The assigned case study details different challenges that undermine our preparedness to manage another influenza pandemic. Some of these challenges include resource limitations, the lack of a proper communication framework to develop consensus regarding the use of vaccines, and the lack of a detailed staffing plan (Osterholm, 2005). These challenges are bound to affect the crisis response system and the individuals associated with the same system, differently. For example, the lack of resources to manufacture, produce, and distribute vaccines could significantly affect the supply structure of drugs that are needed to stop the further spread of the flu. In this regard, the general response structure would be unable to contain the spread of influenza. The lack of a detailed staffing plan could also jeopardize the crisis response system through a lack of quality, or professional, care because there would be insufficient health personnel to attend to the victims. A worst-case scenario would be the death of health workers from unforeseen influenza infections. This is an example of how the leadership challenges highlighted in the assigned article could affect individuals in the crisis response team. The decision making process in the crisis management team could also be affected by the lack of a proper and effective communication structure that would allow them to develop a consensus for the use of vaccines, or other health management tools. Thus, these leadership challenges, if left unchecked, could undermine the effectiveness of the crisis response plan.

How Transformational and Transactional Leaders could Influence Outcomes in the Case Study

According to Gupta (2009), different leadership styles affect the management of different health systems. Transformational and transactional leadership styles are some of these styles. The transformational leadership style is mostly applicable when organizations need to change (Gupta, 2009). In other words, it is mostly useful in change management. The transactional leadership style is different from the transformational leadership style because it focuses more on the relationship between leaders and their subordinates. In the context of our case study, transformational leaders could influence the outcomes of the case analysis by working with all stakeholders to identify areas that need change (Gupta, 2009). The same leaders could also create a vision to guide change management by inspiring all members of the change team to do so. In this way, there would be a stronger stakeholder buy-in in the change management process (Gupta, 2009). One area where such leaders are bound to be effective is in improving communication among health stakeholders because through increased motivation and collaboration, the stakeholders could develop a stronger consensus regarding the health issues for managing the influenza pandemic.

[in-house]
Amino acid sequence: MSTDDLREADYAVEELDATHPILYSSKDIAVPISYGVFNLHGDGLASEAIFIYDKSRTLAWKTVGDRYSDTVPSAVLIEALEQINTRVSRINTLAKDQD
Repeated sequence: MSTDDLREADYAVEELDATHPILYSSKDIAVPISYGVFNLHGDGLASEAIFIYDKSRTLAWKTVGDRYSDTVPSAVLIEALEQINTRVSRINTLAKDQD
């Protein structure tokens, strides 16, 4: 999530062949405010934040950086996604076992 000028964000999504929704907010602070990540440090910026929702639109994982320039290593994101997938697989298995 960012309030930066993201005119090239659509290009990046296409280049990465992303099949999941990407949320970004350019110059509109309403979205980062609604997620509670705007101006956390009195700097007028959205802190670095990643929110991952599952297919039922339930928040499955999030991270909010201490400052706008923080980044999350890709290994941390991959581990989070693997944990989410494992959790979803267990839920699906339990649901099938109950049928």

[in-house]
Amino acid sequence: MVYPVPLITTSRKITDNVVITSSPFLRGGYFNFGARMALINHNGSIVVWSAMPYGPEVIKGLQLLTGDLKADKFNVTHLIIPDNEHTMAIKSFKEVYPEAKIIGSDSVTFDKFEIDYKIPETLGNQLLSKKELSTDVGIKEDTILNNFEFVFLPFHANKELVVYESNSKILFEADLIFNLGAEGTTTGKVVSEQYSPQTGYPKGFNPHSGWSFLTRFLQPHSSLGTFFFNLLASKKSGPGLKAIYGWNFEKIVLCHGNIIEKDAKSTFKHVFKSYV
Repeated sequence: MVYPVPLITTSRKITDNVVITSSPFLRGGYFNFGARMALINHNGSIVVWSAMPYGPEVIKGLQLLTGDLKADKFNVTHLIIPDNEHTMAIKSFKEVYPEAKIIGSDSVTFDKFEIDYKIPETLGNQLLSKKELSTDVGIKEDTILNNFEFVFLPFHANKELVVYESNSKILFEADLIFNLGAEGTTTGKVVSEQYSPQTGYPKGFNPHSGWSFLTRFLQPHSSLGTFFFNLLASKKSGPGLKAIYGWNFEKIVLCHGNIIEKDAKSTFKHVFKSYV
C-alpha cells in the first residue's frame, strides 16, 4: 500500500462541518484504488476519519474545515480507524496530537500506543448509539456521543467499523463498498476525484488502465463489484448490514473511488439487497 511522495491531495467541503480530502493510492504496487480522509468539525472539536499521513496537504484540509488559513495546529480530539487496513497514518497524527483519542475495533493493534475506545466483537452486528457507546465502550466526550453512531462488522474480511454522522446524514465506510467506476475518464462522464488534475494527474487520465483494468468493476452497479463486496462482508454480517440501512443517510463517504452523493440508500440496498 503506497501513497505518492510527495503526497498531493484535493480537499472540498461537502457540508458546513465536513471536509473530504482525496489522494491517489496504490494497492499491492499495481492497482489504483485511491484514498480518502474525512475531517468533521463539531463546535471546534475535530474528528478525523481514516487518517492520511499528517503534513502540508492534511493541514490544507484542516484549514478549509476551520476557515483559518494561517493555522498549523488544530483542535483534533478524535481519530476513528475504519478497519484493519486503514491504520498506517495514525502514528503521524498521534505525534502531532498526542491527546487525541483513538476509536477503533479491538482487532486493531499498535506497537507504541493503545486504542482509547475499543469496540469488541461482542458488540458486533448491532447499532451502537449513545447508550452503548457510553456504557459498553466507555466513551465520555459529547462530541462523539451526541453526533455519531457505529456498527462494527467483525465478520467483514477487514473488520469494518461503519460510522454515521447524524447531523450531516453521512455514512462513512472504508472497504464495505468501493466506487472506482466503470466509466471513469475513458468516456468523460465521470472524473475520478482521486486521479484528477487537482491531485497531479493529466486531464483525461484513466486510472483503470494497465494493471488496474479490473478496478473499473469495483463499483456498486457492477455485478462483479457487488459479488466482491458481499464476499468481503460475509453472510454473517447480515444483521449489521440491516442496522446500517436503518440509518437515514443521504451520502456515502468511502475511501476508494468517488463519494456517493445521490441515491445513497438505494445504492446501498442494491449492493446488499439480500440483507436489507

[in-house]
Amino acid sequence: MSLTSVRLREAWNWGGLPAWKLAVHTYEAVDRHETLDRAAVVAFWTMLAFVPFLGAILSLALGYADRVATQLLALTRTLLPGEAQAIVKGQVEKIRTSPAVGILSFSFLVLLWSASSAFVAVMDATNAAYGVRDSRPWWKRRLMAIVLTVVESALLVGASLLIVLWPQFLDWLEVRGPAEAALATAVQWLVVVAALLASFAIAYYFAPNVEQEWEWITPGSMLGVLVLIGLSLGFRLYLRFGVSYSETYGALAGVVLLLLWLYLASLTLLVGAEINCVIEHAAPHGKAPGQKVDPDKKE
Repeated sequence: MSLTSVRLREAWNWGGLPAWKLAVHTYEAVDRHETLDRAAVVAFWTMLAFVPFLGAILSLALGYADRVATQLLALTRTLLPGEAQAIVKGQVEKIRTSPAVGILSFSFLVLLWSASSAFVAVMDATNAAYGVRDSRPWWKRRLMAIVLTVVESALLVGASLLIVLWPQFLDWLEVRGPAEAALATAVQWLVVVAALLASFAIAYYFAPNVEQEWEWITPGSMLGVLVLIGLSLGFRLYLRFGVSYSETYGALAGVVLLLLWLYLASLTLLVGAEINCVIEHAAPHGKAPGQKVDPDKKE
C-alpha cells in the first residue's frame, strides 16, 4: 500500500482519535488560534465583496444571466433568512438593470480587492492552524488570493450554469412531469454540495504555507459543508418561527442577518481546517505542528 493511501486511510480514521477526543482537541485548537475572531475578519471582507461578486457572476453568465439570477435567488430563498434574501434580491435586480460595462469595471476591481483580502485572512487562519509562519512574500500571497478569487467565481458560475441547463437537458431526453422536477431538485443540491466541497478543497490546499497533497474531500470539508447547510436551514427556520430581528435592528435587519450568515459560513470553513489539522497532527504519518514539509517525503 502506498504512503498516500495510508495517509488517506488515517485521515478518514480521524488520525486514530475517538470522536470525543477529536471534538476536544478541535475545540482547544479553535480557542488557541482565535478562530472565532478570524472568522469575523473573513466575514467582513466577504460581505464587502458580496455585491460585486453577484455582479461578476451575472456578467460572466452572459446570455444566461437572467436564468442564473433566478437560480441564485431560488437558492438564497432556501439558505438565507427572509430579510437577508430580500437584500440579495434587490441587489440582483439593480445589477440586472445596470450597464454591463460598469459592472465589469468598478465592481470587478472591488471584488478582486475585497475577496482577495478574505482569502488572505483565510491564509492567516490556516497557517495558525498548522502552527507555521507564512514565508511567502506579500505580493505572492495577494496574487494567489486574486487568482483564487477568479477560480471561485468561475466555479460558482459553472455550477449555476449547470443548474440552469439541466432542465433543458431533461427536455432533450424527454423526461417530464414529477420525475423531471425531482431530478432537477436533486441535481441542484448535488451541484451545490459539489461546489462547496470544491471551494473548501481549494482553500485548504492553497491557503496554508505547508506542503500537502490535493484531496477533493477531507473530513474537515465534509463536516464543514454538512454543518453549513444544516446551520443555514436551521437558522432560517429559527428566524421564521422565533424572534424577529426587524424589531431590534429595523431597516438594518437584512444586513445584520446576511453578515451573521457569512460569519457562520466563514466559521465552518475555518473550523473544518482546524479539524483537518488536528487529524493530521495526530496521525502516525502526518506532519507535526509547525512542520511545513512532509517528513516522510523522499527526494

Transactional leaders could also influence the outcomes of the disease management process by increasing the efficiency of the crisis management plan (Leadership Champions, 2008). Such is the outcome that many researchers have affirmed in their studies because they say transactional leaders use disciplinary power to increase performance (Leadership Champions, 2008). For example, they could do so by exchanging rewards for performance. Comprehensively, transactional leaders would make sure that everything flows smoothly in the crisis management plan. These contributions highlight how they would affect the outcomes in the case study.

How Poor Leadership may Affect the Outcome of the Case

Poor leadership may affect the outcome of the assigned case study, differently. One notable way is the lack of synergy (Silvia & McGuire, 2010). This outcome could occur because there would be poor task coordination in the crisis management plan. Therefore, there could be minimal discussions among partners that would eventually lead to the realization of poor outcomes in the crisis management plan. The possibility of low morale among the health workers is also another plausible outcome of poor leadership because the latter is often synonymous with uncertainties and lack of direction in the overall crisis management plan (Silvia & McGuire, 2010). Therefore, health workers may lack the motivation to implement specific tenets of the crisis management plan. The low morale may also affect health stakeholders who may hesitate to offer their support in managing future health crises. Based on these analyses, we find that effective leadership is an integral factor to consider in the management of public health threats.


Gupta, A. (2009). Transformational leadership. Practical management: Designing a better workplace. Web.

Leadership Champions. (2008). Web.

Osterholm, M.T. (2005). Preparing for the next pandemic. The New England Journal of Medicine, 352(18), 1839–1842.

Silvia, C., & McGuire, M. (2010). Leading public sector networks: An empirical examination of integrative leadership behaviors. The Leadership Quarterly, 21(2), 264–277. Web.